Scammed tourist guides in hot water

Scammed tourist guides in hot water

Members of the Lanna tourist guide association call on the Tourism and Sports Ministry in Bangkok to intervene after they were cheated by Chinese operators into paying money in advance for expenses and not repaid. (Photo by Tawatchai Kemgumnerd)
Members of the Lanna tourist guide association call on the Tourism and Sports Ministry in Bangkok to intervene after they were cheated by Chinese operators into paying money in advance for expenses and not repaid. (Photo by Tawatchai Kemgumnerd)

The Lanna tourist guide association has asked the Tourism and Sports Ministry to be lenient with its members who fell victim to a Chinese tour operator.

Its operators stand accused of violating a law by doing a joint business with the company.

Twenty tourist guides were cheated by their Chinese partner out of money worth 3 million baht, but instead of receiving help, they face charges, the association said.

The Chiang Mai-based association wants the minister to "reconsider" enforcing the tourism business and guide law to give fair treatment to its members, association chief Manop Sae-Chia said as he sent a petition to the ministry yesterday.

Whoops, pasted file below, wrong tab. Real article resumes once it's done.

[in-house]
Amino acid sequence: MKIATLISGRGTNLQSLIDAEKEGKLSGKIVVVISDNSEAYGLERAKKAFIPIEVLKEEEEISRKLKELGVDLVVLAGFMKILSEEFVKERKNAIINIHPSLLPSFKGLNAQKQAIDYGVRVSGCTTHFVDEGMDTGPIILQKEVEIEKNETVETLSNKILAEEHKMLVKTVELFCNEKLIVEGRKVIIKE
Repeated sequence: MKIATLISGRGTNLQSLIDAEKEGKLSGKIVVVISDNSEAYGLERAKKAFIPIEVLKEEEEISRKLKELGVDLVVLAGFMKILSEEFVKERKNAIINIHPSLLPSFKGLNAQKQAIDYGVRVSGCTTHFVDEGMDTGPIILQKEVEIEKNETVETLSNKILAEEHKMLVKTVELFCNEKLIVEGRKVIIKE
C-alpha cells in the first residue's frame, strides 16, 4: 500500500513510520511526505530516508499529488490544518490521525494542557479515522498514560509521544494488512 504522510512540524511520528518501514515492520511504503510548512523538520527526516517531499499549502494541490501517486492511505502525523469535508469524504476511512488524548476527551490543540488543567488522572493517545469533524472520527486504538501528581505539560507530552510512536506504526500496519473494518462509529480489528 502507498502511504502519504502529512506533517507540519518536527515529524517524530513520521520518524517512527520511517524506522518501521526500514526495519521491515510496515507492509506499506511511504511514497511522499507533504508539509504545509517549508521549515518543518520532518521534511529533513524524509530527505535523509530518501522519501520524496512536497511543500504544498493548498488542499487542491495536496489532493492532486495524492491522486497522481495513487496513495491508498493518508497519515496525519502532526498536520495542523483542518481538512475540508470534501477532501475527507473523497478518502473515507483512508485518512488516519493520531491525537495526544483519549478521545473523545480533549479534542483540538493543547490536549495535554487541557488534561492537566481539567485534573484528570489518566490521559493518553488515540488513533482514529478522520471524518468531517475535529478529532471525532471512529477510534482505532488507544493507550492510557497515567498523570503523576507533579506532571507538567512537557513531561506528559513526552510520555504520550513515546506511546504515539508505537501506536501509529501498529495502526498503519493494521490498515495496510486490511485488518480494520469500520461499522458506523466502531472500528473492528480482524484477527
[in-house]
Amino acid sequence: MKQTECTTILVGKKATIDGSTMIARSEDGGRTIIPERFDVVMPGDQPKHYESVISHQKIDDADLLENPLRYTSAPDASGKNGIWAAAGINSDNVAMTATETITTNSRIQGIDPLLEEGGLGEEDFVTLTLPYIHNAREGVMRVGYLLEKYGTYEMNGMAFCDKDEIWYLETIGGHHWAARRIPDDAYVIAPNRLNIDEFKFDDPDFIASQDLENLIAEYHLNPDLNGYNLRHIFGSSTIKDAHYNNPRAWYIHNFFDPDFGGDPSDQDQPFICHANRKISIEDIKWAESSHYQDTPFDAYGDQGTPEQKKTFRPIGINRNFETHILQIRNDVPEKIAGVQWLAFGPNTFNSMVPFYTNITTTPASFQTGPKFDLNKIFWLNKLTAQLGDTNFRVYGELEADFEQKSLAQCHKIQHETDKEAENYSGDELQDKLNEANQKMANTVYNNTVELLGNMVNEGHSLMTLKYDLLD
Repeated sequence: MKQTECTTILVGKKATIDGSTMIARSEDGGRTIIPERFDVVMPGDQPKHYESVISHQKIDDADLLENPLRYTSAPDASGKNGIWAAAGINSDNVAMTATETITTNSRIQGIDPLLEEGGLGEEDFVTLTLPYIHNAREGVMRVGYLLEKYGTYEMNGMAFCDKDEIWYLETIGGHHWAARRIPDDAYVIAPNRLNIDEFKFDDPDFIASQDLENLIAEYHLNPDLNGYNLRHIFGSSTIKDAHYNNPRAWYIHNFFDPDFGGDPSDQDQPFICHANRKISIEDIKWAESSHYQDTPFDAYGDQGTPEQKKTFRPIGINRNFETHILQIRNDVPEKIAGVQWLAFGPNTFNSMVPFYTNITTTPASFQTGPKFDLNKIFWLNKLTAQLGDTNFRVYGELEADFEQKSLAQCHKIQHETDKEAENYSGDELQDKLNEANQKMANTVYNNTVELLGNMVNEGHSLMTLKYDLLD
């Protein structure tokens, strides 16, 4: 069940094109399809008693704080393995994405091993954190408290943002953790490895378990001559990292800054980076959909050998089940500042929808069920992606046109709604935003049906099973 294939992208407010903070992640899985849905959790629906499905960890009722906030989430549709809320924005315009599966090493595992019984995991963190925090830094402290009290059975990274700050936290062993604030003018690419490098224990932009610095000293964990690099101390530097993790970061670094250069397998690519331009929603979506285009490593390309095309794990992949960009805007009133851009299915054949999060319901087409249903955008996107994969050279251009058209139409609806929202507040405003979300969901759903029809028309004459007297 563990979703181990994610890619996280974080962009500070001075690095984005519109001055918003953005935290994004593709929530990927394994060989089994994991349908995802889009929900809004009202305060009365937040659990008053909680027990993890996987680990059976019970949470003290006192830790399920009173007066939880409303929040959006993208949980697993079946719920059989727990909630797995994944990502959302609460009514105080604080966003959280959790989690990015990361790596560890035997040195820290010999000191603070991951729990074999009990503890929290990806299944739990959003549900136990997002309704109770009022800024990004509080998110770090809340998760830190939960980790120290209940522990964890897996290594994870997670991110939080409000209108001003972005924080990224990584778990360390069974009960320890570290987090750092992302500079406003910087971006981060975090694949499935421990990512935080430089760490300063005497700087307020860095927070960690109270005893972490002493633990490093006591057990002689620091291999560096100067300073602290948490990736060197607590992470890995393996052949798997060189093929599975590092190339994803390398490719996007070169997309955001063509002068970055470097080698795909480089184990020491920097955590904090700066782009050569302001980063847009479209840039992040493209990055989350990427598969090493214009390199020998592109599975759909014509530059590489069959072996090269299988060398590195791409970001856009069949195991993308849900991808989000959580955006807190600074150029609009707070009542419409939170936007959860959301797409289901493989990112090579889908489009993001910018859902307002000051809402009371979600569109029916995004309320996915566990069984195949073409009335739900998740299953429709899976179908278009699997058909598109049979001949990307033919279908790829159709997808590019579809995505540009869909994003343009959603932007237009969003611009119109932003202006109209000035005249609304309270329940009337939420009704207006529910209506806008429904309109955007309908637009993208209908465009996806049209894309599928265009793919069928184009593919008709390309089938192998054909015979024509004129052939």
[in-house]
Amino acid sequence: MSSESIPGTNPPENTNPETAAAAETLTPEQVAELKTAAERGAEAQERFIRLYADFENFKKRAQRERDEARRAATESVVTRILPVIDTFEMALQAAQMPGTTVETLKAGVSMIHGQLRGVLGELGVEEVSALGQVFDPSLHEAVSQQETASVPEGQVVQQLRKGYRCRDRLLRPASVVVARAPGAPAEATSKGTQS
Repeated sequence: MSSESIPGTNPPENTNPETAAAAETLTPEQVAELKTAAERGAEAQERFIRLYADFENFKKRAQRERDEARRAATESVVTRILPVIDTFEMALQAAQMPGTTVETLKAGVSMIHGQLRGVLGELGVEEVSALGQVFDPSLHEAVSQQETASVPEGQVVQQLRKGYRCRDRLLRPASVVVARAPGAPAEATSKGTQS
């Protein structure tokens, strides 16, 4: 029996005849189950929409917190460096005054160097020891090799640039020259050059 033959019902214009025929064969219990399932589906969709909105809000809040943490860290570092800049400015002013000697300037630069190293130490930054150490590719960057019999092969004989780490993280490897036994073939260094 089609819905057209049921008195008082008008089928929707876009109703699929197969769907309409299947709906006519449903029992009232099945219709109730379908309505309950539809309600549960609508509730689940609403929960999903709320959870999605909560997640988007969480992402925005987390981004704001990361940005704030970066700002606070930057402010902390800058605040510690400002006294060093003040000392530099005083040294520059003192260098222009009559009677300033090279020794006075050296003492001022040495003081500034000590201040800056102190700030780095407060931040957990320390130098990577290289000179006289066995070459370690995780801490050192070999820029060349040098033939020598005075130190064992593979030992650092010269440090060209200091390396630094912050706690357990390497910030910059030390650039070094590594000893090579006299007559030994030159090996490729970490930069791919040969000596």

The 20 guides were asked by the Chinese company to pay money in advance for expenses while it took Chinese visitors to travel around Chiang Mai. It promised to pay back the money later.

By law, tourist guides are prohibited from paying money or offering benefits to tourist operators or other people.

"But these guides had to do it out of necessity," Mr Manop claimed.

Advance payments are a problem that have plagued local tourism for more than 10 years, he said. Chinese companies usually sell tour packages at low prices and ask local guides to pay for other bills incurred here.

The tourist guides had previously worked with this Chinese tour operator without problems, but in March this year, the company suddenly said it needed to shut down and payments would not be made to settle the debt, he said.

Mr Manop said he believed it was the tourist guides who were not treated fairly in this case.

In the long run, authorities should consider amending the law to make it more flexible and allow tourist guides to self-regulate themselves.

Tourism Department chief Anan Wongbencharat said he could not assure the victims of leniency as the accusation has been already lodged with police.

This case gives other tourist guides a warning against any payment deals.

"A guide's only duty is to give information," Mr Anan said.

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